James T. Brett is the president and CEO of The New England Council
In 1987 Congress designated Yucca Mountain, a ridgeline of volcanic material in the Nevada desert, as the site of the nation’s nuclear waste depository. Today, 23 years later, the fund established to pay for this site has collected more than $17 billion, miles-long tunnels have been excavated and millions have been spent on testing.
Yet the site has yet to take a single ounce of nuclear waste, and the federal government hopes to abandon the project altogether, establishing a blue ribbon commission to consider options for our nuclear future.
The New England Council has long supported Yucca Mountain as the only sensible location for the permanent disposal of high-level radioactive waste. New England is home to three closed nuclear power plants in Rowe; Haddam Neck, Conn.; and Wiscasset, Maine. While these facilities provided New Englanders with safe, reliable and affordable power for many years, they are now storing spent nuclear fuel that the federal government agreed to take possession of more than 10 years ago.
The federal government has already spent more than $10 billion to develop the Yucca Mountain site, including extensive testing for safety and effectiveness. It simply does not make sense to scrap this work and return to the drawing board, especially when the need for permanent long-term storage of nuclear waste is so urgent.
A federal depository isn’t just sensible policy – it’s the law. Under the Nuclear Waste Protection Act (NWPA), the U.S. Department of Energy (DOE) was to begin collecting and disposing of nuclear waste by Jan. 31, 1998. Twelve years later, DOE has yet to collect any nuclear waste, resulting in dozens of lawsuits.
More delays in determining where to store the nation’s nuclear waste will only cost ratepayers and utilities more money. Congress established a Nuclear Waste Fund to pay for the federal depository at Yucca Mountain. Nuclear energy providers pay into the fund by collecting a fee from their ratepayers who benefit from the electricity generated by nuclear power.
The New England states alone have contributed more than $870 million to the fund and will continue to pay until the federal government decides where to store nuclear waste. This is simply unacceptable in a time when our energy costs are already so high and families and businesses are struggling to make ends meet in the midst of an economic recession.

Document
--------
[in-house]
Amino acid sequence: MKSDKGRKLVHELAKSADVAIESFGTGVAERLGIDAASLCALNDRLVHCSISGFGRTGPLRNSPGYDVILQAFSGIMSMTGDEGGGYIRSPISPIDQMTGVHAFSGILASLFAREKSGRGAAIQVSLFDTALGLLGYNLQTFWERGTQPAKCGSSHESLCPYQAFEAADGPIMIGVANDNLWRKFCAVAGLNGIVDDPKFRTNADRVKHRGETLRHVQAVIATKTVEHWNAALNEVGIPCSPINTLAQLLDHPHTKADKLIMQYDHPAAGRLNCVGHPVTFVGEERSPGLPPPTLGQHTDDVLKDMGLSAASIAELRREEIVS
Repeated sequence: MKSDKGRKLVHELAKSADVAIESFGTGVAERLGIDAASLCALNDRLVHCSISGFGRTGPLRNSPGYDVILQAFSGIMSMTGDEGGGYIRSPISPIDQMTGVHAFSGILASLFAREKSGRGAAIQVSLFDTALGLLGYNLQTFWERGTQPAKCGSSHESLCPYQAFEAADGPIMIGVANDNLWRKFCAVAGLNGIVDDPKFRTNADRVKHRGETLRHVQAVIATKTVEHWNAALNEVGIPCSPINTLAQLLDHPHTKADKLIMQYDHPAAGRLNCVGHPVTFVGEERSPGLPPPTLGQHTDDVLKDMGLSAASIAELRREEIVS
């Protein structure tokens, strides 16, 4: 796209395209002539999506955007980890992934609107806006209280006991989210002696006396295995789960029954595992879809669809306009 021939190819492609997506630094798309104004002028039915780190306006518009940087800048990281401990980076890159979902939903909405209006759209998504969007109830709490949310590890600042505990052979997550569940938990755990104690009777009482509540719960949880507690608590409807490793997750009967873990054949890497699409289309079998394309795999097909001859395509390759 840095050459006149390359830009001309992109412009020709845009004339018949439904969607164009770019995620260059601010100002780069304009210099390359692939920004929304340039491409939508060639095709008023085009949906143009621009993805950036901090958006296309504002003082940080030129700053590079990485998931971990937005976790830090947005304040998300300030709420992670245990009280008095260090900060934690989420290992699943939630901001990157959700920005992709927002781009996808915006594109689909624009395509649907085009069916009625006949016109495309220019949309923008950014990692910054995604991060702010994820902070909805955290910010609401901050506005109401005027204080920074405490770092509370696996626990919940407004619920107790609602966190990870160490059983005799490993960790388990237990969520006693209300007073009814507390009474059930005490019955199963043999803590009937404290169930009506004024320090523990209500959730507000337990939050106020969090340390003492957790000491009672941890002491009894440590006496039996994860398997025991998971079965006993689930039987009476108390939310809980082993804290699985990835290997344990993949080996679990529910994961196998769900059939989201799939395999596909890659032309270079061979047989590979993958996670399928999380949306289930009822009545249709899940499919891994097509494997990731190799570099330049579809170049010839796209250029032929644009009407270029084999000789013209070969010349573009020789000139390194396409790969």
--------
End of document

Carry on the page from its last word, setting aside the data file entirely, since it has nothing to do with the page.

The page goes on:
Safety concerns should of course be carefully considered in determining where to store potentially hazardous waste. Fortunately, Yucca Mountain has been described as one of the most studied pieces of geography in the world.
President Barack Obama has expressed a commitment to expanding our nation’s nuclear capabilities, noting that nuclear energy is reliable, affordable and emission-free. Here in New England, we already get more than a quarter of our power from nuclear energy – above the national average. However, without a permanent repository for nuclear waste, it is likely that state regulators will be hesitant to approve the construction of new nuclear units.
At the same time, utilities may be hesitant to build if they face the cost of storing the spent fuel themselves. Rising energy costs and our dependence on foreign oil have been two of the biggest challenges facing this nation. Nuclear energy is one solution to those problems, but we cannot move forward without a long-term plan for storing nuclear waste.
Yucca Mountain is the best site to store our nuclear waste. We cannot afford NOT to move ahead with this project.